Do Cameron and Clegg now share a speechwriter?

Striking similarities between the party leaders’ speeches.

Downing Street has just issued the full text of David Cameron's "big society" speech in Liverpool this morning. One thing that immediately stands out, as Andrew Sparrow notes, is how similar Cameron and Nick Clegg now sound.

Here's Clegg at the pair's first press conference:

For me, that is what liberalism is all about: ensuring that everyone has the chance, no matter who they are and where they are from, to be the person they want to be. To live the life they want to live. You can call it fairness. You can call it responsibility. You can call it liberalism. Whatever words you use, the change it will make to your life is the same.

And here's Cameron today:

Let me briefly explain what the "big society" is and why it is such a powerful idea.You can call it liberalism. You can call it empowerment. You can call it freedom. You can call it responsibility. I call it the "big society".

There has never been a Conservative prime minister, not even Margaret Thatcher, willing to speak of "liberalism" in such positive terms. Not all in Cameron's party, particularly those on its social conservative wing, will be comfortable with his embrace of what is, after all, a rival ideology.

It all points to the fact, as I have repeatedly argued, that Cameron views the coalition not as an alliance of convenience, but as a vehicle to realign British politics. Those who speculate that the Tories are considering a snap election to "dump" the Lib Dems couldn't be more wrong.

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George Eaton is political editor of the New Statesman.

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Could tactical voting stop Brexit?

Could tactical votes soften the Brexit blow?

Could tactical voting save Britain from the hardest of exits from the European Union?

That's the hope of Open Britain, which has unveiled a list of 20 seats held by supporters of a hard Brexit (19 Conservatives and one Labour MP, Kate Hoey) in areas that either split evenly in the referendum or backed a Remain vote, and a list of 20 seats held by pro-Europeans: among them Labour MPs Pat McFadden and Liz Kendall, Liberal Democrat MPs Nick Clegg and Tom Brake, and Caroline Lucas, the Greens' sole MP. (Read the full list here.)

"Remain group seeks to oust pro-Brexit MPs" is the Guardian's splash. The intiative has received the thumbs up from Peter Mandelson on Newsnight and Tony Blair in the Guardian. But will it work?

A quick look at the seats in question shows the challenge for anyone hoping for a pro-European front to frustrate Brexit. Theresa Villiers has a majority of more than 7,000 over Labour: and if you're a voter in Chipping Barnet who backed a Remain vote because you were worried about your house price, is Jeremy Corbyn really the answer to your problems? (That said, it's worth noting that thanks to the scale of the 2015 defeat, Chipping Barnet is one of the seats Labour would have to win to get a majority in the House of Commons.)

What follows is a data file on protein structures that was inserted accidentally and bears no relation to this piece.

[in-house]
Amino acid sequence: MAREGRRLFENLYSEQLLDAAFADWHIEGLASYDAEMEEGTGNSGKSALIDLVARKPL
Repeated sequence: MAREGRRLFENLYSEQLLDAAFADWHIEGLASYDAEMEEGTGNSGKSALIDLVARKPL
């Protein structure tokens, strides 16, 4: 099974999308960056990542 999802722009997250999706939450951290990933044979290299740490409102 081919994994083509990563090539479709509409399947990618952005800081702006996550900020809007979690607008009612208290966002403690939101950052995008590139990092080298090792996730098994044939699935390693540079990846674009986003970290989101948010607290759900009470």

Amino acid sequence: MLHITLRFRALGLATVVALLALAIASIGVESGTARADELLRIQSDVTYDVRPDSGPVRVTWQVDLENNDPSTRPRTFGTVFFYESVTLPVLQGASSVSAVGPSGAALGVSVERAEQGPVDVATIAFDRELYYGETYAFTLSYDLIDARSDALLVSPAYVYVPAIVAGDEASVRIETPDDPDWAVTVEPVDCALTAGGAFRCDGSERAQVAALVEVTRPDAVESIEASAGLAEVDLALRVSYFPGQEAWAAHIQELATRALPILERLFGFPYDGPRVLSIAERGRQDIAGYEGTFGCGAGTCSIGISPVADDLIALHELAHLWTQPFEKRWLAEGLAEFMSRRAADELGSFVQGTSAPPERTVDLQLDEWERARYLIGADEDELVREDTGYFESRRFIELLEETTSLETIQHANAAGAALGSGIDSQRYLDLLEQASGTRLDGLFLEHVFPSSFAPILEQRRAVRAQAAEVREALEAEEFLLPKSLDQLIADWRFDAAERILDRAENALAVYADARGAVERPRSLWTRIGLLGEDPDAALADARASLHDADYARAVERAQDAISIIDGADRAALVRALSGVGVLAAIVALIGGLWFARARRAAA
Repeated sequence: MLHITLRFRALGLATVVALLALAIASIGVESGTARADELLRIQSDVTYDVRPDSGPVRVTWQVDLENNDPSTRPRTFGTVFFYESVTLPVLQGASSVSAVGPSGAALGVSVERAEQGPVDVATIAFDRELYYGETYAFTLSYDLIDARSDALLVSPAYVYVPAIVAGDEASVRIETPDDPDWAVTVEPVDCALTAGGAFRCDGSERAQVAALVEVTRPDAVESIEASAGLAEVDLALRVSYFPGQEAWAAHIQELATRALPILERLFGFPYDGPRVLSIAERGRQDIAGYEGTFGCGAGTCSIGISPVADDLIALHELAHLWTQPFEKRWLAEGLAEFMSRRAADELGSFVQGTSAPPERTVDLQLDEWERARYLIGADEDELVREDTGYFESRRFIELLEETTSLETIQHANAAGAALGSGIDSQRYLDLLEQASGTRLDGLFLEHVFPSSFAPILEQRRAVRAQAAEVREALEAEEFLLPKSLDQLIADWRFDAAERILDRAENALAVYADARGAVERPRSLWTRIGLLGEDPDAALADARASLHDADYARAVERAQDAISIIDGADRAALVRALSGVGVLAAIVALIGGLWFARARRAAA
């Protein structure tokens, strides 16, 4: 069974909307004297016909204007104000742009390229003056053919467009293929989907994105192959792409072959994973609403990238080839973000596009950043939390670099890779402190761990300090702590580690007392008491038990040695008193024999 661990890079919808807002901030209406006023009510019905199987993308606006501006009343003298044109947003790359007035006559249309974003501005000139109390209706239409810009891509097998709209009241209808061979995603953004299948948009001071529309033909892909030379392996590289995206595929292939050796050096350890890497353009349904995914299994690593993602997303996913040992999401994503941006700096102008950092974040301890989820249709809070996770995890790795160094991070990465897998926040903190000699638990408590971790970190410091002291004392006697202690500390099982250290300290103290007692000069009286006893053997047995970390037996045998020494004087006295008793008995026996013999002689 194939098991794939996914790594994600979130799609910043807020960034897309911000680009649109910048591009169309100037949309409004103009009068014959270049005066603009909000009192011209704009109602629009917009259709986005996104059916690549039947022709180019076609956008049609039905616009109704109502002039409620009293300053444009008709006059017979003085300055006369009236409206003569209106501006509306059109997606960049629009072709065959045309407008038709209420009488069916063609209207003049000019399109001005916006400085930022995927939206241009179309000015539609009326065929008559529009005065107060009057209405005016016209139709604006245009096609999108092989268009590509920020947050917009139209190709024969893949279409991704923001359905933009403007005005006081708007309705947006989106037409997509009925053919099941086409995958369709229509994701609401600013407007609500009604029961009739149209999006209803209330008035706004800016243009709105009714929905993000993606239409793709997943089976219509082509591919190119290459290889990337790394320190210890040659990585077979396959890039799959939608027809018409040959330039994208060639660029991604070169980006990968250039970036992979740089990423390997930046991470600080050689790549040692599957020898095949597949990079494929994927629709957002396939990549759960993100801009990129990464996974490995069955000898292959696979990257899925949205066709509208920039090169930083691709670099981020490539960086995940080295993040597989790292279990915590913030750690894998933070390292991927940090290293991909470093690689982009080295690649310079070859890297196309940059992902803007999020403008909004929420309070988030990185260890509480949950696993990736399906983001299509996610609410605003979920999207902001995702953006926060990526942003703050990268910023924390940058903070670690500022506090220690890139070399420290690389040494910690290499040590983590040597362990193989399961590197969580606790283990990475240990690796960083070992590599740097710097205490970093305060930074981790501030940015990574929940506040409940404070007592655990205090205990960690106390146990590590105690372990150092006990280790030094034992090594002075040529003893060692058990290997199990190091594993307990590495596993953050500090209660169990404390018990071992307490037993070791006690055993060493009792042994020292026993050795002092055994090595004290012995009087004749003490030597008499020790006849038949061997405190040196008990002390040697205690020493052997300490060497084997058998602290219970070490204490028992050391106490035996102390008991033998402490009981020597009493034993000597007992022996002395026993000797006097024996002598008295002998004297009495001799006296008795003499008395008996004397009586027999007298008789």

Or take, say, Kate Hoey in Vauxhall, one of the few people in Labour who can claim to be a unifying figure these days. Yes, she is deeply unpopular in her local party who have mounted several attempts to remove her. Yes, Vauxhall voted heavily to Remain. But - as Jessica Elgot finds in her profile for the Guardian- it also has a large amount of social housing and has more children living in poverty than all but 51 other seats in the House of Commons. There are a great number of people who believe their own interests are better served by sending a Labour MP to Westminster rather than refighting the referendum.

That's a reminder of three things: the first is that the stereotype of the Remain vote as people straight out of the Boden catalogue misses a number of things. The second is that for many people, Brexit will take a back seat.

But the big problem is that you can't make an anti-Brexit - which, by necessity, is essentially an anti-Conservative - alliance work if the main anti-Conservative party is so weak and unattractive to most people. "Voting pro-European" may give Labour's Corbynsceptics a way to advocate a vote for Labour that doesn't endorse Jeremy Corbyn. That doesn't mean it will succeed in stopping Brexit.

Stephen Bush is special correspondent at the New Statesman. His daily briefing, Morning Call, provides a quick and essential guide to British politics.

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